AWS CloudFormation best practices

At the beginning when AWS CloudFormation is being looked into first time it might be overwhelming on the sheer amount of options and how a successfully working deployment might be put together.

However, all-in-all, once acclimated it becomes a very useful, very powerful and rather handy to use toolset which is highly recommended to use for workload deployments into AWS. Specifically at the beginning of utilizing AWS CloudFormation it might be faster to just get some deployment done quickly through the AWS Console, the AWS CLI or AWS relevant API.

Certainly the initial invest in time and get to known with CloudFormation to follow a pattern of Infrastructure as Code deployment methodologies might feel to be a burden and would initially take time versus a traditional klick and hack through a Console, CLI etc… However it is worth to do the initial invest to become familiar with CloudFormation usage.

Keep it all clean

Utilizing workload deployments via CloudFormation will help to keep deployments clean. Naming conventions can be taken forward through various accounts and VPCs and will help to avoid to a variety to naming. Furthermore it’ll help to get everything removed alongside a turn down/removal of stack deployment. For example parameters written into AWS SSM Parameter Store, Security Groups, Subnets, VPCs etc – everything which literally would be generated and deployed as part of a stack deployment – can be removed whenever a stack is turned down.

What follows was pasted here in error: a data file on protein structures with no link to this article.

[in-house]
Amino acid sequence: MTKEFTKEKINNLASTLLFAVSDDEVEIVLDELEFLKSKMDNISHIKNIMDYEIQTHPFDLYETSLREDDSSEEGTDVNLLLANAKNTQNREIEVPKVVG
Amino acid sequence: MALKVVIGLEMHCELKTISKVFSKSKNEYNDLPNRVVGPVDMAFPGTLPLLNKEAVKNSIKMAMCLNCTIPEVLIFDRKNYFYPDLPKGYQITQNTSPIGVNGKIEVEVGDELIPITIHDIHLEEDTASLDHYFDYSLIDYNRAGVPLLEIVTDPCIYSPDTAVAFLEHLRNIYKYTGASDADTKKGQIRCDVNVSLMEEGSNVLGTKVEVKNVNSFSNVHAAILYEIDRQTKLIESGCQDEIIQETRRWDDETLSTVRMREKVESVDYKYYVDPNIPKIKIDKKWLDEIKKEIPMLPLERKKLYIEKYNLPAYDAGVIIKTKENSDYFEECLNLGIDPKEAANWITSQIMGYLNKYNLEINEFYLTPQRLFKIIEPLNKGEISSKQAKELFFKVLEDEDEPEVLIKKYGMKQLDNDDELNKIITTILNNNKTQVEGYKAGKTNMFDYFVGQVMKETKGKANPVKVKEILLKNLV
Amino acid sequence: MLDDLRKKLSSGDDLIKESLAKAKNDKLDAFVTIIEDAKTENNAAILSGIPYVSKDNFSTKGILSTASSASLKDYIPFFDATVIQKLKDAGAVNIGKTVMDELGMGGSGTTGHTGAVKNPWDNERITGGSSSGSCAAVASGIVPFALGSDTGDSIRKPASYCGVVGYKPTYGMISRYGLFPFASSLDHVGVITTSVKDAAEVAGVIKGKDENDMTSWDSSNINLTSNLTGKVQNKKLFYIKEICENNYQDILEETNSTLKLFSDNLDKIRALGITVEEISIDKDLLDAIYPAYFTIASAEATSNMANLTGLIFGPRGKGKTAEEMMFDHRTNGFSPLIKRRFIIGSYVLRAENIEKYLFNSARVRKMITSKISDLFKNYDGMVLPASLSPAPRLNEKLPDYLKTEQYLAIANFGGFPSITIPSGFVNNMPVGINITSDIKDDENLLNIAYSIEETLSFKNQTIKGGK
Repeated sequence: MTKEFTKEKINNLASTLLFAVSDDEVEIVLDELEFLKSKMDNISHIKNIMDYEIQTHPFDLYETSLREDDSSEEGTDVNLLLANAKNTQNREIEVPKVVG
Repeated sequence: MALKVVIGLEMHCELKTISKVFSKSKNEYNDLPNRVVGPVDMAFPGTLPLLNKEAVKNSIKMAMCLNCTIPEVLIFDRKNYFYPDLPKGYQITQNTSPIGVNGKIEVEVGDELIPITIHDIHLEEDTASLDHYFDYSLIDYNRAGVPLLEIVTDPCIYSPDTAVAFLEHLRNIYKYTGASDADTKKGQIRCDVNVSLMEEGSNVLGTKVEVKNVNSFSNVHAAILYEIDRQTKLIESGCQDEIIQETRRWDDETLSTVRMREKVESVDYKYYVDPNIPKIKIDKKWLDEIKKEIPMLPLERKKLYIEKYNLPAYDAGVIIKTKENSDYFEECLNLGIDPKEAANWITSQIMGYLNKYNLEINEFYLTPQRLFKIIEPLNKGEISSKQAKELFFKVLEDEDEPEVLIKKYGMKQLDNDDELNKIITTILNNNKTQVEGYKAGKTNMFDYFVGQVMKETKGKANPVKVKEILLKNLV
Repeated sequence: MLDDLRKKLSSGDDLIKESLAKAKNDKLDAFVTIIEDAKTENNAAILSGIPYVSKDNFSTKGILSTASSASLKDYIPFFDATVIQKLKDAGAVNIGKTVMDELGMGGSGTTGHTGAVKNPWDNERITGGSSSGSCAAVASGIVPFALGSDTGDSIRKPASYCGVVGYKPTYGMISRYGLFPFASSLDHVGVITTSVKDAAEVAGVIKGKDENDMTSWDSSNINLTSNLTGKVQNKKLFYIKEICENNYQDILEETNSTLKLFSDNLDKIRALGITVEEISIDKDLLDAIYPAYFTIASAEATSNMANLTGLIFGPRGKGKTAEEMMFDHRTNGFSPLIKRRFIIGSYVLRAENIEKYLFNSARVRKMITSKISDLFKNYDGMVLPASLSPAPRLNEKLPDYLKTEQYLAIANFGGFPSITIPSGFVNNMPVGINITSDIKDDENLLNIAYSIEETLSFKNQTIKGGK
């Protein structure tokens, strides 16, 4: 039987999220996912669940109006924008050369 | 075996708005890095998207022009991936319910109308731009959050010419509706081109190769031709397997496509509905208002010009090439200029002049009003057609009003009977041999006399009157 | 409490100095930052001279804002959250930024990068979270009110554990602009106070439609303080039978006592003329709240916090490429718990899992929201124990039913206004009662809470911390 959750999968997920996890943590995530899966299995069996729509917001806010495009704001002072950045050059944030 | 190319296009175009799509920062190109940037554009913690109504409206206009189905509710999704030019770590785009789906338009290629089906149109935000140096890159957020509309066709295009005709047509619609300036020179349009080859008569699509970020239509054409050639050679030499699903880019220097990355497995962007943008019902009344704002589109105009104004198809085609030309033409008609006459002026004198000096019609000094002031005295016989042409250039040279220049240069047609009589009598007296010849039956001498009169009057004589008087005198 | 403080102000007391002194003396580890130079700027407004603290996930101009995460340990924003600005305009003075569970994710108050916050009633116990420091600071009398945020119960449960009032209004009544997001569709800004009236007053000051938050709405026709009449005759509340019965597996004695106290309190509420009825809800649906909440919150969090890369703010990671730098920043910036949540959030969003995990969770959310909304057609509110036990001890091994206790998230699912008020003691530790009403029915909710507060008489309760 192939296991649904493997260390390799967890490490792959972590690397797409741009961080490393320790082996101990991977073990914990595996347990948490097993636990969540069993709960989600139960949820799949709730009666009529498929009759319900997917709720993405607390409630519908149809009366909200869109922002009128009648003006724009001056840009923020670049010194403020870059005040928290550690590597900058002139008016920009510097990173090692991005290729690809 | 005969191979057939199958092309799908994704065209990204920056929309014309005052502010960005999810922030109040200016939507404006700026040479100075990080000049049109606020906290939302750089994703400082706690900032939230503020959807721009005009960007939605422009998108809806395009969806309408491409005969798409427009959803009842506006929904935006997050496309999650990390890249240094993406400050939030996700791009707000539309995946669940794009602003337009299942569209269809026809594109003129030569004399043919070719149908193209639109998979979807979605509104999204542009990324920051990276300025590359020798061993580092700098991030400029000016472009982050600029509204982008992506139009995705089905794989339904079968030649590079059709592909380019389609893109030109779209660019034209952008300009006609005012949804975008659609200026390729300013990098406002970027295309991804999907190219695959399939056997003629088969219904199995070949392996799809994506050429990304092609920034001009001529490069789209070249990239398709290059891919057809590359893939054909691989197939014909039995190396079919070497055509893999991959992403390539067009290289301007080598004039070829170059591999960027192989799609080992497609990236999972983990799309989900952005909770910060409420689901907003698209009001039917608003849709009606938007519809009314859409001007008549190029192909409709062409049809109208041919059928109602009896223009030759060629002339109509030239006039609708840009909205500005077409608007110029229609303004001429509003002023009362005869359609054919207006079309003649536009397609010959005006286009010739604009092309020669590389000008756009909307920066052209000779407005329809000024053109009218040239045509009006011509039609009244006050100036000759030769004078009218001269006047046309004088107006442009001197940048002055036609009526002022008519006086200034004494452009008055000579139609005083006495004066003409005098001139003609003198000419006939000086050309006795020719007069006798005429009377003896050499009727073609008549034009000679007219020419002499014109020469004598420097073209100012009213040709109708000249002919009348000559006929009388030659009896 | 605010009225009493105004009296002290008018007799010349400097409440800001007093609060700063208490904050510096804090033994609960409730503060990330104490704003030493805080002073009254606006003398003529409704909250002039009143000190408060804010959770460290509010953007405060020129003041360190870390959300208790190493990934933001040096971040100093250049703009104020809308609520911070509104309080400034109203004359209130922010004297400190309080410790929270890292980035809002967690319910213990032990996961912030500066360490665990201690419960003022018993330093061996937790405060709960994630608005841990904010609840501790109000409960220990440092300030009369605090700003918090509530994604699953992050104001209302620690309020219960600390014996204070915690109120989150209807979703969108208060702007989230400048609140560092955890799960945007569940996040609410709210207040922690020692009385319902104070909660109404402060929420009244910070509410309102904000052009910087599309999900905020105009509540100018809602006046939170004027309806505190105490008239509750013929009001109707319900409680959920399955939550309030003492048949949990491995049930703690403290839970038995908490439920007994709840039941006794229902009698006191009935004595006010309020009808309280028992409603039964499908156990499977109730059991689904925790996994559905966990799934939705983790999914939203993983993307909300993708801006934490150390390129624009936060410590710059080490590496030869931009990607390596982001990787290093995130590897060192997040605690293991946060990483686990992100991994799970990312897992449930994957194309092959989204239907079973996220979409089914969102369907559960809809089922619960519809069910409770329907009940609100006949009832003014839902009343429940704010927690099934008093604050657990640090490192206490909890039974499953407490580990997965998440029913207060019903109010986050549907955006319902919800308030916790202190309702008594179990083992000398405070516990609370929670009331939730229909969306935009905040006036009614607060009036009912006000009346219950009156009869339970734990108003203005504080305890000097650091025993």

This will not just keep a given AWS account clean but also will help to keep things consistent up to a point where audits would be done much easier, quicker.

Reusable code and templates

While a deployment which would be done through the AWS Console, CLI, API directly would not be able to be just re-used in a different account, VPC or deployment in general taken benefit of AWS CloudFormation templates will tremendously simplify reusability of Infrastructure as Code concepts.
Example: a deployment of a number of EC2 instances into a VPC, with Security Groups, Subnets, EBS volumes and so on defined and described within the CloudFormation template can be just re-used in a different account, VPC and so on – of dependent to the fact that a template would have to be described independently enough by utilizing pseudo parameters and such.

Agnostic to account and regions

AWS CloudFormation provides so called pseudo parameters. Those would not have to be described as they are predefined by AWS already. Parameters such like AWS::Region, AWS::AccountId are just available in any AWS region. Those predefined parameters help to write templates which are agnostic to accounts and regions and help to be able just get focused on the Infrastructure as Code description itself.